Bernie Sanders' Scandinavian Utopia Is An Illusion
It seems as though Bernie Sanders’ Scandinavian Shangri-La primarily exists in his own fantasy world. (Photo by Bill Pugliano/Getty Images)
Throughout his campaign, Bernie Sanders has stressed that he wants America to be more like Scandinavia. No surprise there, given that the presidential hopeful is a self-proclaimed Democratic socialist.
In an interview with ABC’s “This Week,” the Vermont Senator said “In those countries, by and large, government works for ordinary people in the middle class, rather than, as is the case right now in our country, for the billionaire class.”
Sanders’ argument takes its starting point in the perception that the Scandinavian so called third-way economic model between socialism and capitalism works well, and that the U.S. could reach the same socio-economic outcomes and prosperity by simply expanding the size of government.
If one studies Nordic politics, economy and history in depth, however, it becomes evident that like with most urban legends, the reality of Sanders’ utopia is wrong. Causality rather runs in the other direction.
Success precedes the contemporary welfare state
The Swedish economist Tino Sanandaji argues in his book “Scandinavian Unexceptionalism” (2015) that a key factor contributing to the Northern European success story has its roots in cultural factors. The Nordics, Sweden in particular, historically developed remarkably high levels of social trust, a robust sense of work ethics and social cohesion, beliefs which pre-dated the formation of the modern welfare state.
The relative success of Nordic countries like Sweden, in terms of being characterized by high living standards, long life expectancy and low crime rates combined with a considerable degree of social cohesion and even distributions of income, precedes the contemporary welfare state as well.
Sweden’s laissez-faire reforms
In the mid-1800s, Swedish Minister of Finance Johan August Gripenstedt, who had discovered the economist Claude Frédéric Bastiat’s ideas following a visit to France, introduced extensive economic laissez-faire reforms. He deregulated the financial sector, and promoted free enterprise, free competition and free trade. These reforms prompted Sweden’s transition to capitalism with the Scandinavian country reaching one of the fastest global economic growth rates by 1890.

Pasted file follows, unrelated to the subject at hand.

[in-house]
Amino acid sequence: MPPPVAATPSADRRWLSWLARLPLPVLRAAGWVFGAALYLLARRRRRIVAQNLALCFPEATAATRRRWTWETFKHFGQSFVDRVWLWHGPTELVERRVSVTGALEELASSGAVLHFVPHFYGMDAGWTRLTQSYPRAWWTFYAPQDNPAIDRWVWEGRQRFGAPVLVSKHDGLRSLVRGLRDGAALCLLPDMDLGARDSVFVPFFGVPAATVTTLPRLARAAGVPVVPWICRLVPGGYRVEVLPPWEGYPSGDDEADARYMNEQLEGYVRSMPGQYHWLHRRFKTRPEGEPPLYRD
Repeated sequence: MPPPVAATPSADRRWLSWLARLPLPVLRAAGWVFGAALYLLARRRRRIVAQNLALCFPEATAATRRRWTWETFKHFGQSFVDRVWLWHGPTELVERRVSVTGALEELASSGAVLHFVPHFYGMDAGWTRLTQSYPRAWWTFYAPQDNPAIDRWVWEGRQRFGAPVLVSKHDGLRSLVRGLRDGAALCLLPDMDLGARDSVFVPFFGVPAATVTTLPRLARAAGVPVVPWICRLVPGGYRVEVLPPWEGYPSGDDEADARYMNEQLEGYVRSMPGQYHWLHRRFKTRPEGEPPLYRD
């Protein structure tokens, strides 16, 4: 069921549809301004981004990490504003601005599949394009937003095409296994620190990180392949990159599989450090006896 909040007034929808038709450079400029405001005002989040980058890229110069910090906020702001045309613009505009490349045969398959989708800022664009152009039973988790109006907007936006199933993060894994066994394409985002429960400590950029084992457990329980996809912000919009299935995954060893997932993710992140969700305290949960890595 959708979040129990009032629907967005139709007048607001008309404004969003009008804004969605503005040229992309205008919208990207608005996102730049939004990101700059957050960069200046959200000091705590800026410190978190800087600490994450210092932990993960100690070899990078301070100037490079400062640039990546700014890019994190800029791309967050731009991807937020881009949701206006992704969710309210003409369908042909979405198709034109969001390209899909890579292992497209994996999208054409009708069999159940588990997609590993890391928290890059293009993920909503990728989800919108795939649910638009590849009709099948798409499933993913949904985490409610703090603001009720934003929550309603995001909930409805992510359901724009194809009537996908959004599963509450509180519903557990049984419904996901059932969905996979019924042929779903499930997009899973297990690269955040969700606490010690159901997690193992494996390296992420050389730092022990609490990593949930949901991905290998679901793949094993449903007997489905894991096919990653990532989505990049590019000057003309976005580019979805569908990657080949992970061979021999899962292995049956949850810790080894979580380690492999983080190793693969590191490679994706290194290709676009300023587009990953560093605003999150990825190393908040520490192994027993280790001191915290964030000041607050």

During the subsequent prosperous 60 years, tax rates were lower than in other European countries and in the U.S. It was in 1950 when Stockholm’s taxation levels first increased to 20% of GDP, although they remained comparatively low.
Sweden wasn’t always this free. The 30 years to come were characterized by the growth of the generous cradle-to-grave welfare state which Sanders begrudges, based upon government intervention, an increase of tax rates and the re-regularization of previously free markets. The country’s total tax burden reached a crescendo in 1990 at 52.3%, having a negative effect on business and job creation.
The golden years of socialism weren’t great for the economy
These socialist golden years, which saw a peak of big government, were not so golden for economic performance. While Sweden’s growth was second in the world in 1970 (Japan was first), it had quickly dropped to the second-lowest within the OECD in 1990.
It seems as Sanders’ Scandinavian Shangri-La primarily exists in his own fantasy world. The Nordic countries enjoyed productive economic systems before the welfare states we know today were established.
The Senator — who prides himself in promoting a Scandinavian brand of “democratic socialism” – also tends to forget that Sweden began to reverse its economic model during the 1990s by implementing reforms that would have made his Republican contenders proud: State-owned companies were sold and financial markets were once again deregulated while public monopolies were replaced with competition.
The success story of nations such as Sweden were hence not achieved thanks to the welfare state model, but perhaps despite its existence.
The other side of the welfare system
Rather than persistently suggesting that the U.S. should embrace a Scandinavian utopia as a means to create equality – an argument about as intelligent as telling an average-looking person to look like a Swedish supermodel – it is time for Sanders to reveal the other side of the equation: that extensive welfare systems are financed by high taxes on ordinary working families who produce the wealth of America.
The Senator should acknowledge that the only way to finance these generous benefits is by imposing a tax hike for the same middle class income earners he claims to represent rather than the “billionaire class” that “cannot have it all.”
The truthful lesson learned from the Scandinavian experience is that the Nordic welfare state models are not only problematic to duplicate, but that it can be fundamentally unwise for country like America to do so.